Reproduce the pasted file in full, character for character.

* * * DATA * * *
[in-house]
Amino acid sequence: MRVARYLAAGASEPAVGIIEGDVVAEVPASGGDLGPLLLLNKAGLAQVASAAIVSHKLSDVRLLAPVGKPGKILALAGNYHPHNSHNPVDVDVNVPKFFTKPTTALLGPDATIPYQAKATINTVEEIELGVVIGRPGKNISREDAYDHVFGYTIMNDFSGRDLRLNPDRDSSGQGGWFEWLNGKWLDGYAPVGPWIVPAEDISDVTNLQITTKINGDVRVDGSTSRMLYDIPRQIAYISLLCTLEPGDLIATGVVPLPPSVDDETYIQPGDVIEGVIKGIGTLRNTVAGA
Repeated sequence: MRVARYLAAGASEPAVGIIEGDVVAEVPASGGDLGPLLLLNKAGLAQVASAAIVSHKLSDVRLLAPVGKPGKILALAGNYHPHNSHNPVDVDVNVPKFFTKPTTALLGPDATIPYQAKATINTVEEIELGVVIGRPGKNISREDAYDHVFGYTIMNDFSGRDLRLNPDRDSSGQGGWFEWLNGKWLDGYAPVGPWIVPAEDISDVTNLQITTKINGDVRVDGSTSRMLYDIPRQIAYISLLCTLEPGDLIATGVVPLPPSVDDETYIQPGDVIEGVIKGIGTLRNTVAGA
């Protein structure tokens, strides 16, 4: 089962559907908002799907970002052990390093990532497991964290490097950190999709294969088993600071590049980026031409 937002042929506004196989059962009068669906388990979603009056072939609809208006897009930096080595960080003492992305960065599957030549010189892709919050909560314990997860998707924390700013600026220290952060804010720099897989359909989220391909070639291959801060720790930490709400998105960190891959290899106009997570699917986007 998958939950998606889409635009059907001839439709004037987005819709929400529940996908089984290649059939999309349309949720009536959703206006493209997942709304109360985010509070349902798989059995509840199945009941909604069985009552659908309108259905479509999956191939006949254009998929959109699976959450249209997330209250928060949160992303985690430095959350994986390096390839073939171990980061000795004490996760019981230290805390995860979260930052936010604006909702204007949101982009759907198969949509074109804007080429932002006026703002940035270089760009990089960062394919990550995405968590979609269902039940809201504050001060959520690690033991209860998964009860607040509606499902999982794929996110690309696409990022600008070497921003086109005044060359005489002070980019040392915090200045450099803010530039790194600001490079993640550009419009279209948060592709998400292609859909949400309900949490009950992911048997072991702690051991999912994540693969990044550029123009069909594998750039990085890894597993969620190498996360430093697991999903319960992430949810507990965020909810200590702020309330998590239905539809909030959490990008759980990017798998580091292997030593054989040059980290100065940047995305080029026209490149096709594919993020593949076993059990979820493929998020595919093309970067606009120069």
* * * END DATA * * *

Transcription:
[in-house]
Amino acid sequence: MRVARYLAAGASEPAVGIIEGDVVAEVPASGGDLGPLLLLNKAGLAQVASAAIVSHKLSDVRLLAPVGKPGKILALAGNYHPHNSHNPVDVDVNVPKFFTKPTTALLGPDATIPYQAKATINTVEEIELGVVIGRPGKNISREDAYDHVFGYTIMNDFSGRDLRLNPDRDSSGQGGWFEWLNGKWLDGYAPVGPWIVPAEDISDVTNLQITTKINGDVRVDGSTSRMLYDIPRQIAYISLLCTLEPGDLIATGVVPLPPSVDDETYIQPGDVIEGVIKGIGTLRNTVAGA
Repeated sequence: MRVARYLAAGASEPAVGIIEGDVVAEVPASGGDLGPLLLLNKAGLAQVASAAIVSHKLSDVRLLAPVGKPGKILALAGNYHPHNSHNPVDVDVNVPKFFTKPTTALLGPDATIPYQAKATINTVEEIELGVVIGRPGKNISREDAYDHVFGYTIMNDFSGRDLRLNPDRDSSGQGGWFEWLNGKWLDGYAPVGPWIVPAEDISDVTNLQITTKINGDVRVDGSTSRMLYDIPRQIAYISLLCTLEPGDLIATGVVPLPPSVDDETYIQPGDVIEGVIKGIGTLRNTVAGA
């Protein structure tokens, strides 16, 4: 089962559907908002799907970002052990390093990532497991964290490097950190999709294969088993600071590049980026031409 937002042929506004196989059962009068669906388990979603009056072939609809208006897009930096080595960080003492992305960065599957030549010189892709919050909560314990997860998707924390700013600026220290952060804010720099897989359909989220391909070639291959801060720790930490709400998105960190891959290899106009997570699917986007 998958939950998606889409635009059907001839439709004037987005819709929400529940996908089984290649059939999309349309949720009536959703206006493209997942709304109360985010509070349902798989059995509840199945009941909604069985009552659908309108259905479509999956191939006949254009998929959109699976959450249209997330209250928060949160992303985690430095959350994986390096390839073939171990980061000795004490996760019981230290805390995860979260930052936010604006909702204007949101982009759907198969949509074109804007080429932002006026703002940035270089760009990089960062394919990550995405968590979609269902039940809201504050001060959520690690033991209860998964009860607040509606499902999982794929996110690309696409990022600008070497921003086109005044060359005489002070980019040392915090200045450099803010530039790194600001490079993640550009419009279209948060592709998400292609859909949400309900949490009950992911048997072991702690051991999912994540693969990044550029123009069909594998750039990085890894597993969620190498996360430093697991999903319960992430949810507990965020909810200590702020309330998590239905539809909030959490990008759980990017798998580091292997030593054989040059980290100065940047995305080029026209490149096709594919993020593949076993059990979820493929998020595919093309970067606009120069």